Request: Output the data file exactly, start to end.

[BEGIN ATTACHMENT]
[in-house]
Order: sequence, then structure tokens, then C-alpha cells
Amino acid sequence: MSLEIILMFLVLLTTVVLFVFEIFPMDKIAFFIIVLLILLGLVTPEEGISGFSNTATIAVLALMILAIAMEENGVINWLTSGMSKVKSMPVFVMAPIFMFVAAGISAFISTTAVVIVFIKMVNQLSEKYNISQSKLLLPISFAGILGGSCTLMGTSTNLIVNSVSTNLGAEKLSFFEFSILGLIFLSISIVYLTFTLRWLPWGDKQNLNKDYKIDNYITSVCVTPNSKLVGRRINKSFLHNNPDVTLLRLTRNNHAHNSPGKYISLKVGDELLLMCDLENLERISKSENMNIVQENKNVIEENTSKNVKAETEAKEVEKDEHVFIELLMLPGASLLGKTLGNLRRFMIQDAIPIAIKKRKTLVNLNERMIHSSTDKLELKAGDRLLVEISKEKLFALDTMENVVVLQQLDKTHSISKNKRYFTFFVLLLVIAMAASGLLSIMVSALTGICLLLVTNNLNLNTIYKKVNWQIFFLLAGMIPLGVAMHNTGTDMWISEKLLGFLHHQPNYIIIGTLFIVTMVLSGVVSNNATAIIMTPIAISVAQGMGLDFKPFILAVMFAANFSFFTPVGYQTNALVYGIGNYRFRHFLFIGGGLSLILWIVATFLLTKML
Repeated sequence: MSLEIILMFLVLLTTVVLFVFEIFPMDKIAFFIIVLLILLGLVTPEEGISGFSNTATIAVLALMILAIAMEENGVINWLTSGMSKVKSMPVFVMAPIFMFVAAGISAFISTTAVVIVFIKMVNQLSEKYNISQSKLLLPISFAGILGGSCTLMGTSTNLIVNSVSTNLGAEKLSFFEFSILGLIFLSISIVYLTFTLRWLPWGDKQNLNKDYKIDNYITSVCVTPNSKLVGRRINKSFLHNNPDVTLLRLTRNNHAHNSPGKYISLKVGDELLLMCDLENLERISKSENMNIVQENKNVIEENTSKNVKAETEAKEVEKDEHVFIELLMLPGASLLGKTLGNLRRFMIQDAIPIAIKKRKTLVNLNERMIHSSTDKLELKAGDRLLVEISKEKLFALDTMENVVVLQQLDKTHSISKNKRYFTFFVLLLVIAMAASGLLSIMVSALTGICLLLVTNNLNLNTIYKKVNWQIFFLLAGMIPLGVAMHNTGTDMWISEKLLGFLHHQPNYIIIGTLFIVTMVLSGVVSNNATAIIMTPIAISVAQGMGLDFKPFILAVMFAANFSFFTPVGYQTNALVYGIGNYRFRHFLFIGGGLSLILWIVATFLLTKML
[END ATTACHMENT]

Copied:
[in-house]
Order: sequence, then structure tokens, then C-alpha cells
Amino acid sequence: MSLEIILMFLVLLTTVVLFVFEIFPMDKIAFFIIVLLILLGLVTPEEGISGFSNTATIAVLALMILAIAMEENGVINWLTSGMSKVKSMPVFVMAPIFMFVAAGISAFISTTAVVIVFIKMVNQLSEKYNISQSKLLLPISFAGILGGSCTLMGTSTNLIVNSVSTNLGAEKLSFFEFSILGLIFLSISIVYLTFTLRWLPWGDKQNLNKDYKIDNYITSVCVTPNSKLVGRRINKSFLHNNPDVTLLRLTRNNHAHNSPGKYISLKVGDELLLMCDLENLERISKSENMNIVQENKNVIEENTSKNVKAETEAKEVEKDEHVFIELLMLPGASLLGKTLGNLRRFMIQDAIPIAIKKRKTLVNLNERMIHSSTDKLELKAGDRLLVEISKEKLFALDTMENVVVLQQLDKTHSISKNKRYFTFFVLLLVIAMAASGLLSIMVSALTGICLLLVTNNLNLNTIYKKVNWQIFFLLAGMIPLGVAMHNTGTDMWISEKLLGFLHHQPNYIIIGTLFIVTMVLSGVVSNNATAIIMTPIAISVAQGMGLDFKPFILAVMFAANFSFFTPVGYQTNALVYGIGNYRFRHFLFIGGGLSLILWIVATFLLTKML
Repeated sequence: MSLEIILMFLVLLTTVVLFVFEIFPMDKIAFFIIVLLILLGLVTPEEGISGFSNTATIAVLALMILAIAMEENGVINWLTSGMSKVKSMPVFVMAPIFMFVAAGISAFISTTAVVIVFIKMVNQLSEKYNISQSKLLLPISFAGILGGSCTLMGTSTNLIVNSVSTNLGAEKLSFFEFSILGLIFLSISIVYLTFTLRWLPWGDKQNLNKDYKIDNYITSVCVTPNSKLVGRRINKSFLHNNPDVTLLRLTRNNHAHNSPGKYISLKVGDELLLMCDLENLERISKSENMNIVQENKNVIEENTSKNVKAETEAKEVEKDEHVFIELLMLPGASLLGKTLGNLRRFMIQDAIPIAIKKRKTLVNLNERMIHSSTDKLELKAGDRLLVEISKEKLFALDTMENVVVLQQLDKTHSISKNKRYFTFFVLLLVIAMAASGLLSIMVSALTGICLLLVTNNLNLNTIYKKVNWQIFFLLAGMIPLGVAMHNTGTDMWISEKLLGFLHHQPNYIIIGTLFIVTMVLSGVVSNNATAIIMTPIAISVAQGMGLDFKPFILAVMFAANFSFFTPVGYQTNALVYGIGNYRFRHFLFIGGGLSLILWIVATFLLTKML